BY TEQUILA MINSKY | On Dec. 10, Judson Memorial Church’s Sunday service was more packed than usual. This inclusive congregation extends beyond its Washington Square South location. The building is also a designated New York City landmark, and was also added to the National Register of Historic Places in 1974.
Judson has long been known for social outreach and support and work with social justice programs.
On this particular morning, dozens of family members of APOFAM (Popular Assembly of Migrant Families), as well sanctuary families and members of other immigrant groups, crowded into the back of Judson’s sanctuary, to support and bear witness.
Gerzon C., 20, came across the Mexico-Texas border two years ago, escaping violence and extortion from criminal groups in his Central American country. He was traveling with his brother and sister to get away from aggressive gangs. Upon crossing the border, he was immediately put into U.S. detention.
Currently, he is in the process of getting a Special Immigrant Juvenile Visa, or S.I.J. — a protective status for youth fleeing violence in their home countries.
In the meantime, however, for much of the past two years, he has worn an ankle-bracelet monitor, owned and administered by Libre by Nexus, at a cost of $420 a month, which he must pay. The payments have totaled more than $6,000 so far, and none of this money even goes to a bondsman, who would post bail — just as in a criminal court case — to ensure that Gerzon would show up for any immigration-court proceedings.
As part of the Dec. 10 Sunday service, Gerzon, with the help of Reverend Juan Carlos Ruiz — the organizer and co-founder of the New Sanctuary Movement, based at Judson — removed the ankle bracelet.
In front of the packed Judson Hall, Ruiz cut off the ankle bracelet and Judson’s senior minister Reverend Donna Schaper then held it up for all to see.
“I feel free!” was Gerzon’s first remark. Through the translation by Ruiz, Gerzon explained why he took this step.
“I was being extorted in my country,” the young immigrant said. “I’m being extorted here,” he said, referring to the ankle monitor.
Ruiz was asked later if this act doesn’t now put Gerzon at risk.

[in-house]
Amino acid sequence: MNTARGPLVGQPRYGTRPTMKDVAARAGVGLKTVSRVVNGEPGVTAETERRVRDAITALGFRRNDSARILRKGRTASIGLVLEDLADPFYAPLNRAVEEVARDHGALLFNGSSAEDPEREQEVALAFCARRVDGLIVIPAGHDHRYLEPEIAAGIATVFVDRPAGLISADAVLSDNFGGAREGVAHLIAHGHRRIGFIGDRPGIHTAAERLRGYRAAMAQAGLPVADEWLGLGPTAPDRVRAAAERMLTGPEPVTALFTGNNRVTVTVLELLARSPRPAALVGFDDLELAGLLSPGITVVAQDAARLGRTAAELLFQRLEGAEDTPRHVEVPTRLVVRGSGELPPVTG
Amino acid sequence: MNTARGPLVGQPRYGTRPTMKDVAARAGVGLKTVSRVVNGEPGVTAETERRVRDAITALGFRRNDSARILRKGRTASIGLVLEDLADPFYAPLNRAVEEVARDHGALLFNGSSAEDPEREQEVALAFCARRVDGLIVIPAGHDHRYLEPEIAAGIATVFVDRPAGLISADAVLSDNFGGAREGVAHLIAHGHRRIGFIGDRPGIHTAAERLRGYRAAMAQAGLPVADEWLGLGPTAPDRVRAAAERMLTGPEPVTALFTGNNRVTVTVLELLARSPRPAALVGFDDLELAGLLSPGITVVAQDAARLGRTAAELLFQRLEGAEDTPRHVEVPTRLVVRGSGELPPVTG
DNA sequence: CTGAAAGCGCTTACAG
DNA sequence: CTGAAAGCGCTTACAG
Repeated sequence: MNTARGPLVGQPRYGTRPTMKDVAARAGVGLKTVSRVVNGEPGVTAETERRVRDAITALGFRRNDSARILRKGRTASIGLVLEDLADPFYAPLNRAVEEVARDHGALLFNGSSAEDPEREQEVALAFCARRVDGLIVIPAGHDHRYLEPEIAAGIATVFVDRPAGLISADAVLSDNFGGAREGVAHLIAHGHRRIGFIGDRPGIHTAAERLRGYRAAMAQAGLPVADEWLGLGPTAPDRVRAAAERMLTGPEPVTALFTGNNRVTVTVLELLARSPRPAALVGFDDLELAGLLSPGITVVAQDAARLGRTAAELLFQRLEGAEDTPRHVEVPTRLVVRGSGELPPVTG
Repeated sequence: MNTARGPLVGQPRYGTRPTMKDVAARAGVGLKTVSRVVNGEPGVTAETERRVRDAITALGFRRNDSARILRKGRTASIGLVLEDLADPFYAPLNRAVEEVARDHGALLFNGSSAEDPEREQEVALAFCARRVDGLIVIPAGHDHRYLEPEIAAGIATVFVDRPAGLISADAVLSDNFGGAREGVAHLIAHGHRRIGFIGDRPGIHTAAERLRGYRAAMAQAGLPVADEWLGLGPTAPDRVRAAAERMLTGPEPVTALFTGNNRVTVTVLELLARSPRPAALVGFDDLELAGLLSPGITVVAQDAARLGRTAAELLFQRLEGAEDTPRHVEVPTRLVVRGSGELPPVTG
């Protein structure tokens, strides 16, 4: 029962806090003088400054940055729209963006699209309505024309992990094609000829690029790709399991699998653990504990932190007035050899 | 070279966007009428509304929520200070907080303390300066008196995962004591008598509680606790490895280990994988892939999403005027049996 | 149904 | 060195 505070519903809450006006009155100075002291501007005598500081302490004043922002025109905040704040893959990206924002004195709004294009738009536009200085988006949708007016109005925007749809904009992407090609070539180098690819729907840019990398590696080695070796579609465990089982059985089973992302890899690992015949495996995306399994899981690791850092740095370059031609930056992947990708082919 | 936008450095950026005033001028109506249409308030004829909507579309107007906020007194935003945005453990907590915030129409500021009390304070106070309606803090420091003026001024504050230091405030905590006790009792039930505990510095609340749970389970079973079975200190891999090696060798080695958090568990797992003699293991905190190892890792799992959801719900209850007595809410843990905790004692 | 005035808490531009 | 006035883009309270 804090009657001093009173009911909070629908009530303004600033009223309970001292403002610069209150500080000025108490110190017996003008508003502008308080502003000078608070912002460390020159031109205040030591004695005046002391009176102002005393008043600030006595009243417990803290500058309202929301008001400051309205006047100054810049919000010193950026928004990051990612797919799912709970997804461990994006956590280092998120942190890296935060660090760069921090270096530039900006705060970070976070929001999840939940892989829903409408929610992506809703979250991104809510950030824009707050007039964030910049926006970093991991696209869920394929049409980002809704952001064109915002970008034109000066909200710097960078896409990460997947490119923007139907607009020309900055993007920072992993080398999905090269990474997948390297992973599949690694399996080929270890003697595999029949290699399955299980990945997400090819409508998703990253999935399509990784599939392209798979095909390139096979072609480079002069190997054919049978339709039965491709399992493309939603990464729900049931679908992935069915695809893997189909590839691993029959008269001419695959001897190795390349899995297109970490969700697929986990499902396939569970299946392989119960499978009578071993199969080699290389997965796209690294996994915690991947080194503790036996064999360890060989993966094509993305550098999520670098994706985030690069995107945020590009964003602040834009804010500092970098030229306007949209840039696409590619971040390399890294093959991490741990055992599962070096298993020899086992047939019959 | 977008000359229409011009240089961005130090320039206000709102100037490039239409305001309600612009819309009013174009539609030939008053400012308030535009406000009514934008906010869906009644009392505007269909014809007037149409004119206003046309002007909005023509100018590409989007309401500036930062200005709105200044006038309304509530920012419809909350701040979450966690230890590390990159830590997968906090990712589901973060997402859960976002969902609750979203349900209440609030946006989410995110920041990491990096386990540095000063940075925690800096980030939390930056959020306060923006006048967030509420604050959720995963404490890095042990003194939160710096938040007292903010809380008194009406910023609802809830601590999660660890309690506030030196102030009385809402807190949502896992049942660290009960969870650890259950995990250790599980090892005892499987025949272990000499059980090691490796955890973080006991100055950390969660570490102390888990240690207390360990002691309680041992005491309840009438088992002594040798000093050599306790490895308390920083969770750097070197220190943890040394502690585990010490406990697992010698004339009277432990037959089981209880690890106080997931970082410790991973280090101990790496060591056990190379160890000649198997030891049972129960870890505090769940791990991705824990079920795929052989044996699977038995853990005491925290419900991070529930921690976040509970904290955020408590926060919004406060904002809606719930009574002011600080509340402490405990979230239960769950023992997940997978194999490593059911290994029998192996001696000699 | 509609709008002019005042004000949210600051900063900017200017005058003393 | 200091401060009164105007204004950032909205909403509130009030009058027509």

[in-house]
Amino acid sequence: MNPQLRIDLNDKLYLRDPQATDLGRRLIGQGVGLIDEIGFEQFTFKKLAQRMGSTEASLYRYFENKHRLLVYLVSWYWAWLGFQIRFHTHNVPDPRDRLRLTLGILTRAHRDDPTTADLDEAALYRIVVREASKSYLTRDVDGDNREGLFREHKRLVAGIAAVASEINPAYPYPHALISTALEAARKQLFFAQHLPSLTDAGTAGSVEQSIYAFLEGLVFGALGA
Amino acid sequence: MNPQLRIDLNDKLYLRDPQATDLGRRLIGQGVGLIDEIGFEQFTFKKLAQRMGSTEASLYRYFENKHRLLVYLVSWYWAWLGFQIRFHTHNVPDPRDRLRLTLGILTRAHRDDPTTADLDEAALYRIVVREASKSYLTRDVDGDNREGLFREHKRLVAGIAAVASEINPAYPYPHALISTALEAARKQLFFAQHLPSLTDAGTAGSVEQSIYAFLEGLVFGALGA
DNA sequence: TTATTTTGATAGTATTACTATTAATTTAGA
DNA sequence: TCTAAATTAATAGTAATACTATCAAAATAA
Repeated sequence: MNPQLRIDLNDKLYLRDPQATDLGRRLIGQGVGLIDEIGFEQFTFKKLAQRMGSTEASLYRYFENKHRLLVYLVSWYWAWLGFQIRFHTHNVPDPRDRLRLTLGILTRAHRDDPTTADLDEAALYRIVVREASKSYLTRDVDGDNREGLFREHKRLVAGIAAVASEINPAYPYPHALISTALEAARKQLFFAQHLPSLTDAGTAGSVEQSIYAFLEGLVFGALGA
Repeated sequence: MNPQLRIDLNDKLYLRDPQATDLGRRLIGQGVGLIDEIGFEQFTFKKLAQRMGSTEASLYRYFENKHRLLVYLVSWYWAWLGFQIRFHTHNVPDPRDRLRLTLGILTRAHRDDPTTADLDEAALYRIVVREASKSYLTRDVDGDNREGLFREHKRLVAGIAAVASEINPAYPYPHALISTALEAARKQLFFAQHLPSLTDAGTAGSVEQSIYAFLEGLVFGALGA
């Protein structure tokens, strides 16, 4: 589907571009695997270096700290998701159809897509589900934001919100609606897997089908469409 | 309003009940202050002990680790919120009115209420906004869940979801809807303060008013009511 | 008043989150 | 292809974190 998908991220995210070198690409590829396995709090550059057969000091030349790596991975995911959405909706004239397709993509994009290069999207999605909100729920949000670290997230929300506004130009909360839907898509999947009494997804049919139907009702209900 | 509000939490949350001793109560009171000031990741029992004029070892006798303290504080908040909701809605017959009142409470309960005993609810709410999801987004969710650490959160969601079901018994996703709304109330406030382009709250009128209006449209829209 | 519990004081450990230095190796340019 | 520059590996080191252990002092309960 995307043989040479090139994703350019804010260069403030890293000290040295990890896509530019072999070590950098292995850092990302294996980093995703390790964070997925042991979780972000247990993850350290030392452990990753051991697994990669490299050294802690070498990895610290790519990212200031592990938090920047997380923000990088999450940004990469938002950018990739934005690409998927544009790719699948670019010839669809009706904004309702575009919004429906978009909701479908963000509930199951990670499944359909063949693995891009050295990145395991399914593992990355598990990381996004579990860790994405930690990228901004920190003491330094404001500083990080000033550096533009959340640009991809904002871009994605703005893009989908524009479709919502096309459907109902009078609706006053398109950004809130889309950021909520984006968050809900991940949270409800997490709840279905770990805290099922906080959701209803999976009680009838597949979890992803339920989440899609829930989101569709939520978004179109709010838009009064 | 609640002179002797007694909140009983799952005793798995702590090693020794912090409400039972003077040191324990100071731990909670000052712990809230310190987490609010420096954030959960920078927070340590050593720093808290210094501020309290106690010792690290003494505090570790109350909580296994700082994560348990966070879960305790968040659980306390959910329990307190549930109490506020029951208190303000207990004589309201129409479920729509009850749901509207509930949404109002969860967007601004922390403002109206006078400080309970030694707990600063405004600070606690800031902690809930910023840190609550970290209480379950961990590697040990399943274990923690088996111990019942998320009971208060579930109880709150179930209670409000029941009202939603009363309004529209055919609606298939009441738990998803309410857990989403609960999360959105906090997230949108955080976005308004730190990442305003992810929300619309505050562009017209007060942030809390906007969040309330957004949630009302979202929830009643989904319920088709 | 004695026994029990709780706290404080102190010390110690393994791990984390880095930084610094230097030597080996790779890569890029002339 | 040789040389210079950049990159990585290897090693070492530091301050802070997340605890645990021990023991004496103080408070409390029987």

“Gerzon believes there has to be a denunciation of this practice,” he responded. “If this is the land of the free, he wasn’t free and we have to do something.
“This is not civil disobedience, this is civil obedience!” Ruiz declared. “This is further violence, sanctioned and sealed by the federal government,” he said of the use of monitoring devices.
Ruiz noted that formerly slavery was legal, but that did not make that right.
“We have to make civil society aware to defy this shit!” he pronounced.
Gerzon wanted to cut off his monitor in a prayerful context. As Schaper explained, this act of defiance took place as a “powerful part of the prayer service in the ‘Joys and Concerns’ part of the Sunday service.”
In addition, also at the service were mothers from Latin America who have not seen their children for more than 20 years and were granted a limited-time “humanitarian visa” to enter the U.S.
Judson Church helped start and was the lead congregation of the New Sanctuary Coalition — a New York City-area-based interfaith network of more than 100 congregations, organizations and individuals, standing in solidarity with families and communities resisting detention and deportation in order to stay together.
The Libre by Nexus Web site for the monitoring device reads: “We get your loved one out of jail. No collateral.” Its marketing is meant to entice undocumented immigrants, visa violators or criminals who are being held in detention and don’t have the full bond money.
The Libre by Nexus program includes the use of GPS technology to secure bonds without cash by clamping an electronic monitor on the released detainee. The catch: The rental service fee is $420 a month, for as long as the person wears it.
According to a March 2017 article in the Washington Post, Libre requires the immigrant to pay 20 percent of his or her bond upfront. Libre then pays the bond agency 15 percent of the required bail to spring the immigrant from detention, while Libre keeps the remaining 5 percent. Meanwhile, the immigrant’s monthly charge is simply for the ankle monitor and does not pay down the amount of the bond.
Libre — which means “free” in Spanish but is a for-profit company — lists 22 offices in the U.S. on its Web site. According to the Washington Post article earlier this year, Libre had more than 6,500 clients at that time — though that number no doubt is growing under Trump’s crackdown on illegal immigrants. Libre by Nexus boasts yearly revenue of more than $30 million.
U.S. Immigration and Customs Enforcement also uses tracking bracelets to monitor documented immigrants, though those individuals do not have to pay. That program monitors about 30,000 persons.
Among the congregants at the Judson service was Keen Berger, the West Village female Democratic district leader, who has been a member of the Judson Immigration Task Force for 10 years.
“This is a holy act to set the captives free,” she said, quoting from Luke 4-18.
“And,” she added, “I agree with Juan Carlos, who before the unshackling, said about the 100 Mexicans plus 200 members of Judson, who bore witness together, ‘We need you and you need us.’”